PORTLAND, Ore., Sept. 28 -- Dignity Village, a tiny community on the northeastern edge of Portland, convened an emergency session of its legislature the other evening. The 26 representatives present sat in a circle on ragtag chairs collected over the years from garbage dumps and curbsides, near a wide puddle they call Lake Dignity. The chairman of the nine-member Dignity Village governing council was there, along with the heads of most departments: the treasurer, the secretary and chairwoman of the tents and population committee, the security chairman, the trash and sanitation chairman, the toilet meister and the coffee meister.
They had an urgent item on the agenda: the uncertain future of their village, an unusual encampment of more than 60 homeless people, living in tents or one-room shacks built of plywood, tarpaulins, plastic sheeting and anything else that could be scavenged and hauled in old wheelchairs and shopping carts.
Dignity Village is no squatter's camp. Its residents describe it as a "self-governing urban village" and it is one of the nation's few government- sanctioned homesteads for the homeless. It rents land from the city of Portland, runs a nonprofit corporation, adopts an annual budget, has bylaws and an executive and a legislative branch of government and is working to create a court system. But its permit for camping on city land is expiring, two years after city officials decided to rent an acre of public land for the encampment Ñ a move that the Portland mayor, Vera Katz, acknowledged at the time might have sounded "absolutely crazy" when New York, Los Angeles, San Francisco and other cities were cracking down on their homeless residents. The village is losing the support of some officials, who say it has overstayed its welcome. And the village's latest bid to buy a private lot and build portable houses made of straw and clay fell through in August.
Still, the villagers, many of whom met more than three years ago, when they were living in tents on a stretch of mud under an Interstate highway bridge here, said they were undeterred. The consensus at the legislative session was that whatever happened, as long as they remained homeless, they would stay together. "We have something," said Jack Tafari, 57, the chairman of the Dignity Village Council. "It's a lot better than nothing, but we're going to have more."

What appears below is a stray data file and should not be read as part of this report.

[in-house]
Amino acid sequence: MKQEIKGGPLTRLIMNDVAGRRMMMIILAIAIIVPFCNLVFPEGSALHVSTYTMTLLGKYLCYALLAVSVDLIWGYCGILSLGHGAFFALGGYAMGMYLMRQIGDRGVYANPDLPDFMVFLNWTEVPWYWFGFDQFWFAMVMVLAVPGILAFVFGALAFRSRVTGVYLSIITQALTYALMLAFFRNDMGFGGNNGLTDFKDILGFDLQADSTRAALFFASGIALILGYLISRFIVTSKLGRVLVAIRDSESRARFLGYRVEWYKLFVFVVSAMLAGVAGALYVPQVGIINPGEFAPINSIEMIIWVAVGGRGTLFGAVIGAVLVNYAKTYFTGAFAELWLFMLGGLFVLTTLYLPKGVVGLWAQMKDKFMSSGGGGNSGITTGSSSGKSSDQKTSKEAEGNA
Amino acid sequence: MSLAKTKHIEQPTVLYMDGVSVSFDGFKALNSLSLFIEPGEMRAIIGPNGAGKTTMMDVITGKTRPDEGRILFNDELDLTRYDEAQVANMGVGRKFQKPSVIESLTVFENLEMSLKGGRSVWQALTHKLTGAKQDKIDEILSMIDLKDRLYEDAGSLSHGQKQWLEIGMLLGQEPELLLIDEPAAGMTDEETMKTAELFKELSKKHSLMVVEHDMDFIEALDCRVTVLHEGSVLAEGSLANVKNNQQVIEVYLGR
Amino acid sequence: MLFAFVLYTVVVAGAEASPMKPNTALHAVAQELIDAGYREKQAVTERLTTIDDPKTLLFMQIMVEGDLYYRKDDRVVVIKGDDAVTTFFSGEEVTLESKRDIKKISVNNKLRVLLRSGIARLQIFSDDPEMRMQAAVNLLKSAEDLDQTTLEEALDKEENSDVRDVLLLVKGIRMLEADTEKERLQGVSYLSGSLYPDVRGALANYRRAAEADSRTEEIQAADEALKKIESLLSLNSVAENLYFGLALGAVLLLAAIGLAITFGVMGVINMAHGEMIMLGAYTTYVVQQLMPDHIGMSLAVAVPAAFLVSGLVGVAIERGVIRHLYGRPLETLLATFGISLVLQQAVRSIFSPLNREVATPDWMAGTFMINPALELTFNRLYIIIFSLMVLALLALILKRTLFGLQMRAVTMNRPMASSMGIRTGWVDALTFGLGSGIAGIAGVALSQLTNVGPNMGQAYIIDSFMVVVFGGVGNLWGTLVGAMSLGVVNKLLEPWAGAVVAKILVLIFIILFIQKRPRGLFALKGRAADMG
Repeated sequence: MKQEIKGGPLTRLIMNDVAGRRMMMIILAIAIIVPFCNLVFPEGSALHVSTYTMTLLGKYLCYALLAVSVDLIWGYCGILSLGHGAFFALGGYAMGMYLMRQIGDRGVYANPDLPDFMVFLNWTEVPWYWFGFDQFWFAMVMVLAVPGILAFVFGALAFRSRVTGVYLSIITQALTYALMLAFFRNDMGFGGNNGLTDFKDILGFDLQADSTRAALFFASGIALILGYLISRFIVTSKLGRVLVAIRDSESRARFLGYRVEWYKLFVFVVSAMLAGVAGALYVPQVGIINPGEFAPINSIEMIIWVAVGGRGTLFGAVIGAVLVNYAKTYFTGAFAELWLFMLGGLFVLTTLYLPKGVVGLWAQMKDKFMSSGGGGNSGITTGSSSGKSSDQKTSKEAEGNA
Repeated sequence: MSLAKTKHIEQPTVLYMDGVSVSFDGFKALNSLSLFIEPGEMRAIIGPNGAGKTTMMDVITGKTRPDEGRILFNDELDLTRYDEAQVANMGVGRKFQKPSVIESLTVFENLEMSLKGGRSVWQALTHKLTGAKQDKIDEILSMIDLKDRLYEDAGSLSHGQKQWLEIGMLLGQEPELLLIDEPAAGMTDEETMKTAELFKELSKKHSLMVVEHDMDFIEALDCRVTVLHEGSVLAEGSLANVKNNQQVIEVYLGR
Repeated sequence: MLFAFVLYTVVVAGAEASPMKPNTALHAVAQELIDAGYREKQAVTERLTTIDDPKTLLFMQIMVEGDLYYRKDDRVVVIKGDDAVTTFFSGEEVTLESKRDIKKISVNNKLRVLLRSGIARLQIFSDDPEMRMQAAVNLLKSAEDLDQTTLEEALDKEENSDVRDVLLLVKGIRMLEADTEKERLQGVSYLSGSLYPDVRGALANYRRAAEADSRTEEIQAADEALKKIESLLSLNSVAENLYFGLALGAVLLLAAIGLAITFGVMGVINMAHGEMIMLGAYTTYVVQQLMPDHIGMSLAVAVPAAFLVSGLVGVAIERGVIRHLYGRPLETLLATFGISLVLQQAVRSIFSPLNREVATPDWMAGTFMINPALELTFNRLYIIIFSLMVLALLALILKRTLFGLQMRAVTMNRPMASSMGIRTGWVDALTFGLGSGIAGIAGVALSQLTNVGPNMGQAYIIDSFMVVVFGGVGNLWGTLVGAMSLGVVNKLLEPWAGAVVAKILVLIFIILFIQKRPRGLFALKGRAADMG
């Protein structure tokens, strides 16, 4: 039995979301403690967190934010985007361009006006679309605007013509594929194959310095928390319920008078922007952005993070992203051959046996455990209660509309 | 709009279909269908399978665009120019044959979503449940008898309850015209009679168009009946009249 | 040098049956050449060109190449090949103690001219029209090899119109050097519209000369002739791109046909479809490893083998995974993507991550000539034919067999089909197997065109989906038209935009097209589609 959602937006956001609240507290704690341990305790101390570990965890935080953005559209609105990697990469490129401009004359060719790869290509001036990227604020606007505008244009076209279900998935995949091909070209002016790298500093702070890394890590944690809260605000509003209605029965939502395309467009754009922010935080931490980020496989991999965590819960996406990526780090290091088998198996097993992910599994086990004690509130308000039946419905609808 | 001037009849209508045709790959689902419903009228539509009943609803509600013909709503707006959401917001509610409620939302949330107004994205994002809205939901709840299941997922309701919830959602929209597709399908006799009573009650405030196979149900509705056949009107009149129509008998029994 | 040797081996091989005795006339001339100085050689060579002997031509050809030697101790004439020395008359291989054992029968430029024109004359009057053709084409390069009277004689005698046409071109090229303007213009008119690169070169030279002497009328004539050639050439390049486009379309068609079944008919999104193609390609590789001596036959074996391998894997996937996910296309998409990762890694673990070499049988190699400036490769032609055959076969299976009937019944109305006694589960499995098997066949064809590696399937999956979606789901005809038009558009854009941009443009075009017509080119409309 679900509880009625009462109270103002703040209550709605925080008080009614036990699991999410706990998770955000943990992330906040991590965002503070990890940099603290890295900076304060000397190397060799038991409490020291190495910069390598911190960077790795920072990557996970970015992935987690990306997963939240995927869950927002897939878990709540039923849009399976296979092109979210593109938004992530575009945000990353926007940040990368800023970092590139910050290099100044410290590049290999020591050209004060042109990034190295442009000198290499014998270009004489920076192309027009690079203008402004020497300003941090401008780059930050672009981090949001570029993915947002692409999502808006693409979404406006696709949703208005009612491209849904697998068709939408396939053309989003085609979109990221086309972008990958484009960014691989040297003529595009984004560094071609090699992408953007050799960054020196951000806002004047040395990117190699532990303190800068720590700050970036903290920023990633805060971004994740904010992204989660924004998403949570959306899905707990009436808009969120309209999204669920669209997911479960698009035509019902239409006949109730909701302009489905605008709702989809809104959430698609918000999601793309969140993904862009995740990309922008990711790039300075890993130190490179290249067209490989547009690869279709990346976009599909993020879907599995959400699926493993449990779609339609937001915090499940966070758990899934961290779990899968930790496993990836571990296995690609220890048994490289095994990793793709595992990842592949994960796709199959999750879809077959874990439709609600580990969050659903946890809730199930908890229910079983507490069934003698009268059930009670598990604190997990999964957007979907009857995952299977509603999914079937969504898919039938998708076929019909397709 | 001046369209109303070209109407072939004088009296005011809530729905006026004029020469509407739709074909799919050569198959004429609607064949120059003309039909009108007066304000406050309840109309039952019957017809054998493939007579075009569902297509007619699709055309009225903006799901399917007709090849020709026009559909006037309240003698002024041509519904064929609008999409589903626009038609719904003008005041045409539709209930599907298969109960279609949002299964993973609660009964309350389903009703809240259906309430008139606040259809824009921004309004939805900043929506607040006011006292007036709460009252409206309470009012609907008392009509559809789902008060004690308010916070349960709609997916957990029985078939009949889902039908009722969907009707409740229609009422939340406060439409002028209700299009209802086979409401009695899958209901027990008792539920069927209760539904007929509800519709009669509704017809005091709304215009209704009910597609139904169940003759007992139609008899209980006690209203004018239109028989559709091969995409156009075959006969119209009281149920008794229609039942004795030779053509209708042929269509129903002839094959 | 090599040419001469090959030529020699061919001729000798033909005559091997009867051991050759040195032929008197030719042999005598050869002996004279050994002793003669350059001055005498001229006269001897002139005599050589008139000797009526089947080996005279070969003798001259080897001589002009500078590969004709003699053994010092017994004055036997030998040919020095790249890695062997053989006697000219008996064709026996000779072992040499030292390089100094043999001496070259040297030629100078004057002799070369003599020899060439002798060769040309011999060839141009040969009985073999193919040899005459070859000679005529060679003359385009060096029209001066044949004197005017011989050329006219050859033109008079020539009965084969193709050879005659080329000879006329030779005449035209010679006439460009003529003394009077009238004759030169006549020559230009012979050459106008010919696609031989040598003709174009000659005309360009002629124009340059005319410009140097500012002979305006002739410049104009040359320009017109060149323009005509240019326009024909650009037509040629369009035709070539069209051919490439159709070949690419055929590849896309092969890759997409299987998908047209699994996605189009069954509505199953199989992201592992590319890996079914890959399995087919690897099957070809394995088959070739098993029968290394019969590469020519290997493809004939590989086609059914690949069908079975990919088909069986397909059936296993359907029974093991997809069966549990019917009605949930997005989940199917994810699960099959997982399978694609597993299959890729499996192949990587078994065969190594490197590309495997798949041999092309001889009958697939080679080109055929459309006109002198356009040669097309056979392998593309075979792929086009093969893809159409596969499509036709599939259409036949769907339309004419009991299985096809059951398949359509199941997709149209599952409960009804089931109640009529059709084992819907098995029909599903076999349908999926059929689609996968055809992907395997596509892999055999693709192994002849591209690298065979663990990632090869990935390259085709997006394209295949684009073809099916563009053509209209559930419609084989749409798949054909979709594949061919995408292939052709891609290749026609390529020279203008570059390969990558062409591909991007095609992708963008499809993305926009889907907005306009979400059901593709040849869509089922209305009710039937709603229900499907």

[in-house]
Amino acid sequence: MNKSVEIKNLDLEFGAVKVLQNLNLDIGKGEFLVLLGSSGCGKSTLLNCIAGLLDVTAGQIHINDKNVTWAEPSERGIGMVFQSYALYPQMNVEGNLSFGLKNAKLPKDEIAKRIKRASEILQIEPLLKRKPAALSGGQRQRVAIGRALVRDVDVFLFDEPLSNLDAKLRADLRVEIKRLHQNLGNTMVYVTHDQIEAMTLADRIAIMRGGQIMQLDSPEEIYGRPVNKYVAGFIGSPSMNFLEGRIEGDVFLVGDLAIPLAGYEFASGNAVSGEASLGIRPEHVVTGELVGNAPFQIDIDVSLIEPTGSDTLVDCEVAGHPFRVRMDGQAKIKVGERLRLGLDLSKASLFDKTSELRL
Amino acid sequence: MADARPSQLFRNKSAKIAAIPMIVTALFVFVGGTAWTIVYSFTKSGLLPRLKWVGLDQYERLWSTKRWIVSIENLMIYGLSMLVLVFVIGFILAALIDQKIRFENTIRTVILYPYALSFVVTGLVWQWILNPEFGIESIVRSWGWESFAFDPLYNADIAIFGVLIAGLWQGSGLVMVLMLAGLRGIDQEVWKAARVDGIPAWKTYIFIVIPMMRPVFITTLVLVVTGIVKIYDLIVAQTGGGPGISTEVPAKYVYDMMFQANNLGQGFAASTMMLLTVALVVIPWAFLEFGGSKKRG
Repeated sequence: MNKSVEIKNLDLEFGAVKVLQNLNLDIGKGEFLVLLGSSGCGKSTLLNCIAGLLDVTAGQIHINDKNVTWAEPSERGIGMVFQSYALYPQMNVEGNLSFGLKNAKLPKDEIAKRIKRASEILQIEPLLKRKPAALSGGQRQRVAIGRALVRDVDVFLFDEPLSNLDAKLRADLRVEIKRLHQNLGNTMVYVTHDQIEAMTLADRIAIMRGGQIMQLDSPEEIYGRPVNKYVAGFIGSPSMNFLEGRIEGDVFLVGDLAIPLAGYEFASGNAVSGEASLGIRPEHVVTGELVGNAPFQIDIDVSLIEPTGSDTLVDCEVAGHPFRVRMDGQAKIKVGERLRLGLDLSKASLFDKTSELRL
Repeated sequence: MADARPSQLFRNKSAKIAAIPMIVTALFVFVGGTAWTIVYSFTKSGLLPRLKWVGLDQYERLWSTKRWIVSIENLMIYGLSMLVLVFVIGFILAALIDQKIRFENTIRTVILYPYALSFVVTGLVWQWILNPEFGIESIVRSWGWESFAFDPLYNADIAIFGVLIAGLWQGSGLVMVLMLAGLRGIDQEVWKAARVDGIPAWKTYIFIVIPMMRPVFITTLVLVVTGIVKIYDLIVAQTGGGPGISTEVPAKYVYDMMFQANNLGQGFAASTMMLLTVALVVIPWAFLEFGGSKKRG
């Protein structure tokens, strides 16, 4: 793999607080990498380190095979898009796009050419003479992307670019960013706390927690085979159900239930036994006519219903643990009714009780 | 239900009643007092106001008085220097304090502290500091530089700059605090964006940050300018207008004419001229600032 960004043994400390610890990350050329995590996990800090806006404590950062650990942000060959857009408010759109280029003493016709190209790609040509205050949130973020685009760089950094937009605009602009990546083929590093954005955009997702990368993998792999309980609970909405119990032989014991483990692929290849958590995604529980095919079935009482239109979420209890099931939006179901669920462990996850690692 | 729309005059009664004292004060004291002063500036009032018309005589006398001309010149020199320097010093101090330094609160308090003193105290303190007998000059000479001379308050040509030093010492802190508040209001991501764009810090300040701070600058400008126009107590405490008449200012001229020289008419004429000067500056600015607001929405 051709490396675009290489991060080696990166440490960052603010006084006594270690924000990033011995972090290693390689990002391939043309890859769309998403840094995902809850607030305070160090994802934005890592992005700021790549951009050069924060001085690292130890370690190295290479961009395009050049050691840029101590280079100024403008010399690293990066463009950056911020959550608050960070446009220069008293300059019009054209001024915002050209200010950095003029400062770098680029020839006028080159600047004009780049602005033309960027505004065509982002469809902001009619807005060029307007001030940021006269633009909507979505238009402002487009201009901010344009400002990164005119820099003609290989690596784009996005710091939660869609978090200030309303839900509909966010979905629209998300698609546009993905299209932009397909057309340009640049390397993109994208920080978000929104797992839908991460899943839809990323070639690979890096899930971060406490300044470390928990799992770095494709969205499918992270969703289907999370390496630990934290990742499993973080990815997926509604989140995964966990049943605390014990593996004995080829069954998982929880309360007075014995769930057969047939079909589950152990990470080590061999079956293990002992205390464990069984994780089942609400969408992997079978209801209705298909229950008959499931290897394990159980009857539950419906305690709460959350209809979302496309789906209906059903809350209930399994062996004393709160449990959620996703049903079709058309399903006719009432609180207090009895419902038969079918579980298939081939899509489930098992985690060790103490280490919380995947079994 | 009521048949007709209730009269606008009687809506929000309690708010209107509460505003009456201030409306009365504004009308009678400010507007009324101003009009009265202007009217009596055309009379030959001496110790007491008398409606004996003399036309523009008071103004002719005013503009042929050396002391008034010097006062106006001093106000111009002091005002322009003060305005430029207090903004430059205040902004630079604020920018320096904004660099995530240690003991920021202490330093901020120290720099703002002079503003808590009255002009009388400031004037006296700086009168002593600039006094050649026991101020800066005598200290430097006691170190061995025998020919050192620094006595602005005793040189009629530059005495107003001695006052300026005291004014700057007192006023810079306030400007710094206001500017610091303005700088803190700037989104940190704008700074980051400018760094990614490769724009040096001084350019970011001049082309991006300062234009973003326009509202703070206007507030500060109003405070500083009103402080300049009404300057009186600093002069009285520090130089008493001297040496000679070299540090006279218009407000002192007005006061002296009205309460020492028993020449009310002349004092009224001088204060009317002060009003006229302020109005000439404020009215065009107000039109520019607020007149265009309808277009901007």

The city seems amenable to allowing the villagers to stay at least a few more months. They plan to present a formal proposal to the city by Oct. 15, and city officials have agreed to postpone a final decision until then. The Dignity Village Legislature Ñ which includes anyone who lives there Ñ will now debate whether to try to stay put for the foreseeable future, on an asphalt lot at a city leafcomposting plant near the Portland Airport, and possibly propose expanding. But there is growing opposition to the village in Portland, a city of 530,000 where roughly 1,800 people sleep in shelters or on the streets on a given night. That number is growing along with the city's poverty rate, city officials say.
Critics say that Dignity Village is unsafe, that fire hazards abound, that the encampment, a 40-minute bus ride from downtown Portland, is too isolated. They say the city, which is absorbing about $15,000 annually in maintenance and rent costs for the village, should funnel that money to other services for the homeless. "I respected the intent and desire of the people who back Dignity Village," said Jim Francesconi, one of the five Portland city commissioners, including the mayor. "I just never thought it would work, and I also don't believe that camping in the city is the most humane way of treating the homeless."
Mr. Francesconi voted with the minority in August 2001, when the City Council voted to allow Dignity Village Ñ then called Camp Dignity Ñ to inhabit public land. Still, Dignity Village has many loyal supporters here, including a particularly devoted Portland businessman, Lee Larson, a retired transportation company executive. Mr. Larson gave residents an old airport shuttle bus to use as a library; has paid the city $40,000, covering their rent over the past two years; and is determined that Dignity Village not disband.